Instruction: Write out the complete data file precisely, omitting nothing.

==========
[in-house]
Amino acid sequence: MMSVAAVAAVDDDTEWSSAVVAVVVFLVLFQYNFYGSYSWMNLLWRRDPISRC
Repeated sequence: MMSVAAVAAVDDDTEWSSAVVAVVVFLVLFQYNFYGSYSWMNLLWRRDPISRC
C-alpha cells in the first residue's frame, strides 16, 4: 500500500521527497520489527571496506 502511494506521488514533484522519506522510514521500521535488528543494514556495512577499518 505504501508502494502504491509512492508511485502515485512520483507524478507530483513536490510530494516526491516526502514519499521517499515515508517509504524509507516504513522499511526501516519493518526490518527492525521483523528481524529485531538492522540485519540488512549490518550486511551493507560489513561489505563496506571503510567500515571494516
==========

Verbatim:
[in-house]
Amino acid sequence: MMSVAAVAAVDDDTEWSSAVVAVVVFLVLFQYNFYGSYSWMNLLWRRDPISRC
Repeated sequence: MMSVAAVAAVDDDTEWSSAVVAVVVFLVLFQYNFYGSYSWMNLLWRRDPISRC
C-alpha cells in the first residue's frame, strides 16, 4: 500500500521527497520489527571496506 502511494506521488514533484522519506522510514521500521535488528543494514556495512577499518 505504501508502494502504491509512492508511485502515485512520483507524478507530483513536490510530494516526491516526502514519499521517499515515508517509504524509507516504513522499511526501516519493518526490518527492525521483523528481524529485531538492522540485519540488512549490518550486511551493507560489513561489505563496506571503510567500515571494516